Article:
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Significant Digits For Tuesday, May 9, 2017

You’re reading Significant Digits, a daily digest of the numbers tucked inside the news.


An American service member was killed in Somalia last week while serving in an “advise and assist” role for the Somali National Army while it fights al-Shabab militants. Two other U.S. service members were hurt. This is the first confirmed U.S. combat death in Somalia since 18 Americans were killed there in 1993 in the “Black Hawk Down” incident. [BBC]


An investigation into alleged blasphemy by comedian Stephen Fry was dropped after Irish police could not find enough people outraged over his remarks. (Fry had referred to a “capricious, mean-minded, stupid god.”) Under Ireland’s 2009 Defamation Act, being “grossly abusive or insulting in relation to matters sacred to any religion, thereby intentionally causing outrage among a substantial number of adherents of that religion,” can get you fined up to €25,000 (about $27,000). [The Independent]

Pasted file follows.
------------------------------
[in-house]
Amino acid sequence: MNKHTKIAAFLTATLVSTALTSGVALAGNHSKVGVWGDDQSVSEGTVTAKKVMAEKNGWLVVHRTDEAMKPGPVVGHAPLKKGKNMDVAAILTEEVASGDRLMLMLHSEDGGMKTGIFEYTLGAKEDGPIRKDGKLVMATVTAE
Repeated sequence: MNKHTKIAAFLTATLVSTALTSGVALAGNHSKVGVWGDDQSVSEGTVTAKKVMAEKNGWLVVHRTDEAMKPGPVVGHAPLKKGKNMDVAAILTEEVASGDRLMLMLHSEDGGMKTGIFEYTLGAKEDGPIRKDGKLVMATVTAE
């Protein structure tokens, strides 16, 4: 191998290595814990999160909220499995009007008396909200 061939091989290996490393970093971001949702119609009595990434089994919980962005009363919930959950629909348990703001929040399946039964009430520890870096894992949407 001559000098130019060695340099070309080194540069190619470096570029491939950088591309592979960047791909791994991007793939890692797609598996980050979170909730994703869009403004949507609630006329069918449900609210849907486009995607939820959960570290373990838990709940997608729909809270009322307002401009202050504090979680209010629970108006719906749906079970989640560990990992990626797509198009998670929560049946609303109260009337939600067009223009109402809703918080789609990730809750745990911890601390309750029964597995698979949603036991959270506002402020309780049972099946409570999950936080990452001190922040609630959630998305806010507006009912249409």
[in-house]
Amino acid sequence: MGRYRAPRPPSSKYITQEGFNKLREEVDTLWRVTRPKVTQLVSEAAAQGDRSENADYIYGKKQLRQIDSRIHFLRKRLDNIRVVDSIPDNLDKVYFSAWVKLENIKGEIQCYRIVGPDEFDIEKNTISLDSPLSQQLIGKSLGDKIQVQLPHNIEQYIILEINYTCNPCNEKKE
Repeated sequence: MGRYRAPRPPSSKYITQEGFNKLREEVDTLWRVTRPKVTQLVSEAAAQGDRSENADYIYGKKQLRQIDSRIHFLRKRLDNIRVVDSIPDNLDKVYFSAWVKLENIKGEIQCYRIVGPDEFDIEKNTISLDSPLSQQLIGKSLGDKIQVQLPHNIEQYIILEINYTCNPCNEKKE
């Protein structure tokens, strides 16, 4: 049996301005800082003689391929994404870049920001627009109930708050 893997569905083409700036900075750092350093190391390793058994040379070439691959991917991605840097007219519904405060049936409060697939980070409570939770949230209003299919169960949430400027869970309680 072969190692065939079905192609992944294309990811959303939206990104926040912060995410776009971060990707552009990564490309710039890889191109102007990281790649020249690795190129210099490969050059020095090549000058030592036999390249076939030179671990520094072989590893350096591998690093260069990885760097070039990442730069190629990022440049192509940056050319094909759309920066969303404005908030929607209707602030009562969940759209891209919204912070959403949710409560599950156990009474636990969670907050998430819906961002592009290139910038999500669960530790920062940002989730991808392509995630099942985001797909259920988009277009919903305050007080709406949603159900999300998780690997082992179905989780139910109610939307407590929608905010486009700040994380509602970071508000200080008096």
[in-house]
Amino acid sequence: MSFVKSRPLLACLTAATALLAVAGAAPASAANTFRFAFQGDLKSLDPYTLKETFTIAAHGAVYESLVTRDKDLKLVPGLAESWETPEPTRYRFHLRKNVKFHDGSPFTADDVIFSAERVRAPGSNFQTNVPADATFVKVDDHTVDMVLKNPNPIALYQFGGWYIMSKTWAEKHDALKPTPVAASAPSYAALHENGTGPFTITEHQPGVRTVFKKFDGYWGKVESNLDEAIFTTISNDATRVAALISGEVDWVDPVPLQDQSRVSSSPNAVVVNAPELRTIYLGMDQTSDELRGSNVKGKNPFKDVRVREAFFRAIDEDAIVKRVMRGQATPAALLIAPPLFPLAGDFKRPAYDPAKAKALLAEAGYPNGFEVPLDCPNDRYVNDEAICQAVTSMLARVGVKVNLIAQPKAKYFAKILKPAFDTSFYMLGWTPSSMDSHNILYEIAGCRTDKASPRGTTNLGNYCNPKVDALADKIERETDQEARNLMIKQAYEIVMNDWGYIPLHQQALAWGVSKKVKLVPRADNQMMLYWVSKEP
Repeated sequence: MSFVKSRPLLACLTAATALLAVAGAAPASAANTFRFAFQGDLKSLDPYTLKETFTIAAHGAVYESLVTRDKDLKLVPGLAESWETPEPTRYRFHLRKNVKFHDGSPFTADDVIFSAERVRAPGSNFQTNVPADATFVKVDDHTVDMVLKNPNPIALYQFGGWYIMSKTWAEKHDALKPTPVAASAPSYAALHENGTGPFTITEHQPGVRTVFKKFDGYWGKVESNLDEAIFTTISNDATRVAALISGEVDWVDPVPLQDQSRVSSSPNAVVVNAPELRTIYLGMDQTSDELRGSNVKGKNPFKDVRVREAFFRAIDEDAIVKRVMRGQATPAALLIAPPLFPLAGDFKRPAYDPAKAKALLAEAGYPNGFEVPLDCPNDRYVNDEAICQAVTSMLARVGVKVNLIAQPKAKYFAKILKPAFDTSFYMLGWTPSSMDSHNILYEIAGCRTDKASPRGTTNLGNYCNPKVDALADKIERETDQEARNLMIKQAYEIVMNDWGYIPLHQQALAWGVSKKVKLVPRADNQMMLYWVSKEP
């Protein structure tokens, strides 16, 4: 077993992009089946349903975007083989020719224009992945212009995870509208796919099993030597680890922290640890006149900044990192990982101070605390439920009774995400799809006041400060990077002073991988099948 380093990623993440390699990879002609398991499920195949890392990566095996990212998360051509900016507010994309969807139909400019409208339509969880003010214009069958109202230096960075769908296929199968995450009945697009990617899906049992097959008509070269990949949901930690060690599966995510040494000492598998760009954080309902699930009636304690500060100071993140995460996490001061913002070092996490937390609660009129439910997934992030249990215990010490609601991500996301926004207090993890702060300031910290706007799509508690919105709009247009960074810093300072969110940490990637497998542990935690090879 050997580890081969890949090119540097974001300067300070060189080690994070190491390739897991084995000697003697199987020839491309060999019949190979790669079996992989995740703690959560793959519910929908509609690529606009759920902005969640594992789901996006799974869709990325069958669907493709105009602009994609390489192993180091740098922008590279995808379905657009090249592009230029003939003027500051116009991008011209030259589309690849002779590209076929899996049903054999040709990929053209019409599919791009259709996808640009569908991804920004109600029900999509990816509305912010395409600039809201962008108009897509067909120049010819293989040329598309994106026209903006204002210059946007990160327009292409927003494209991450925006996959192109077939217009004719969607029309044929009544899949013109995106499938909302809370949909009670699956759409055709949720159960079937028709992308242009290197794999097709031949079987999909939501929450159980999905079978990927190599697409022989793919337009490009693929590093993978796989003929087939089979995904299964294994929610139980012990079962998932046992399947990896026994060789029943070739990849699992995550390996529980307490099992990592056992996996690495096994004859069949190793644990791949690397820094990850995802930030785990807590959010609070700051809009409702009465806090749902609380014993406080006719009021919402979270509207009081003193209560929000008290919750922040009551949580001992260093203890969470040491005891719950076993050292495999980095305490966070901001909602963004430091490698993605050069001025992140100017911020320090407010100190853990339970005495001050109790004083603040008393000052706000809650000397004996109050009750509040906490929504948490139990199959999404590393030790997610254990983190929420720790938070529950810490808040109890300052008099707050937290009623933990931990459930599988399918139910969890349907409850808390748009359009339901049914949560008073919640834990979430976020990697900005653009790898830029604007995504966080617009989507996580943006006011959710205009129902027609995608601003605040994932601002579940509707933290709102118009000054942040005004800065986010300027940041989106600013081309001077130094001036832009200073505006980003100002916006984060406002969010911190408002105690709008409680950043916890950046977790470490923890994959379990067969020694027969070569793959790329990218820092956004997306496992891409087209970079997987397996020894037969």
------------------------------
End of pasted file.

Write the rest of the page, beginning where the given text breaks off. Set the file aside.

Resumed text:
The famous 1925 Scopes trial, in which attorney Clarence Darrow defended the teaching of evolution against opposing council William Jennings Bryan, took place at the Rhea County courthouse in Dayton, Tennessee. And while there’s been a statue of Bryan outside the courthouse for years, there are now plans for a seven-foot tall, $150,000 bronze statue of Darrow, who represented science teacher John T. Scopes. But not everyone is happy with Darrow’s return. [The Wall Street Journal]


The number of colleges and universities in the U.S. that cost more than $250,000 has surpassed 40, according to updated U.S. News and World Report data. [Quartz]

$145 million

“Guardians of the Galaxy Vol. 2” won the box office this past weekend, pulling in an estimated $145 million domestically. [Yahoo]

$2.4 billion

Coach will buy Kate Spade for $2.4 billion, a devastating blow to me personally. The deal will reportedly close later this year, at which point I will go from knowing two handbag brands my sister likes to just one. I was doing so well. [Reuters]

If you see a significant digit in the wild, send it to @WaltHickey.

Walt Hickey was FiveThirtyEight’s chief culture writer.